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Thromb Haemost. 2008 Oct;100(4):563-75.

Factor IX: Insights from knock-out and genetically engineered mice.

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Department of Pediatrics, Hematology/Oncology, University of North Carolina at Chapel Hill School of Medicine, Chapel Hill, NC 27599-7352, USA.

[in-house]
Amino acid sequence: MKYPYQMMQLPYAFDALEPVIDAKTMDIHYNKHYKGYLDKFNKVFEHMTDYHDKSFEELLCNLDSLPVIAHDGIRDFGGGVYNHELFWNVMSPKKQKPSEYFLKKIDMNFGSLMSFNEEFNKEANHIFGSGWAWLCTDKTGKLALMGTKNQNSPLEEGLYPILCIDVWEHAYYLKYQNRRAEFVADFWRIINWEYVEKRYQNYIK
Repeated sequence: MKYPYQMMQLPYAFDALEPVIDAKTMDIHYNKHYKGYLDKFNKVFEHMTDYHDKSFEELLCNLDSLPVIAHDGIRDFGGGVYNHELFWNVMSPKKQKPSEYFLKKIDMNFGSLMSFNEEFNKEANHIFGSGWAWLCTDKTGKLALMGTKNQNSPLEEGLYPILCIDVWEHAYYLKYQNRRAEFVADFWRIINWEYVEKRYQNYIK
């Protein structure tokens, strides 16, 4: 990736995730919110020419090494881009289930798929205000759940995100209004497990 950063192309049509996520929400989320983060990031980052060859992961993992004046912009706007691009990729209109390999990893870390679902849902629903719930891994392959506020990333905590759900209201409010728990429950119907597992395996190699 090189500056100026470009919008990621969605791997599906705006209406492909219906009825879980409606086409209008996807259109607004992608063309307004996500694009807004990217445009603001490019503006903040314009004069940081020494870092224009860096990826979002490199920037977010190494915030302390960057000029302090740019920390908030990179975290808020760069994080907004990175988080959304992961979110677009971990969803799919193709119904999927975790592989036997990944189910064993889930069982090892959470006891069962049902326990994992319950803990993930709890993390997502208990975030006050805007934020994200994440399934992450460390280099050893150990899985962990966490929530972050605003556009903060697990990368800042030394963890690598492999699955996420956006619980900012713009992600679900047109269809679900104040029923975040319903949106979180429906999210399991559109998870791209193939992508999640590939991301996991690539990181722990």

The study of coagulation factors has been rapidly advanced by studies performed in genetically engineered mouse strains. Investigation of factor IX (FIX) has benefited from excellent gene-deleted mouse models that recapitulate many of the features of human haemophilia B. Moreover, advanced positional cloning techniques and availability of technology to allow not only knock-out mice, but also knock-in and knock-down mice, provide new opportunities to observe genotype-phenotype and structure-function correlations regarding FIX, as well as the interaction of FIX with inflammatory, immune, and tissue repair systems. In this paper, available FIX knock-out mice and additional haemophilia B mouse models are reviewed specifically in regards to observations these models have facilitated concerning:factor IX gene expression and factor IX protein pharmacokinetics; the role of FIX in haemostasis, thrombosis and wound healing; insights into coagulation FIX arising out of gene therapy applications in haemophilia mouse models; immunology of tolerance or loss of tolerance of FIX and inhibitor antibody formation.

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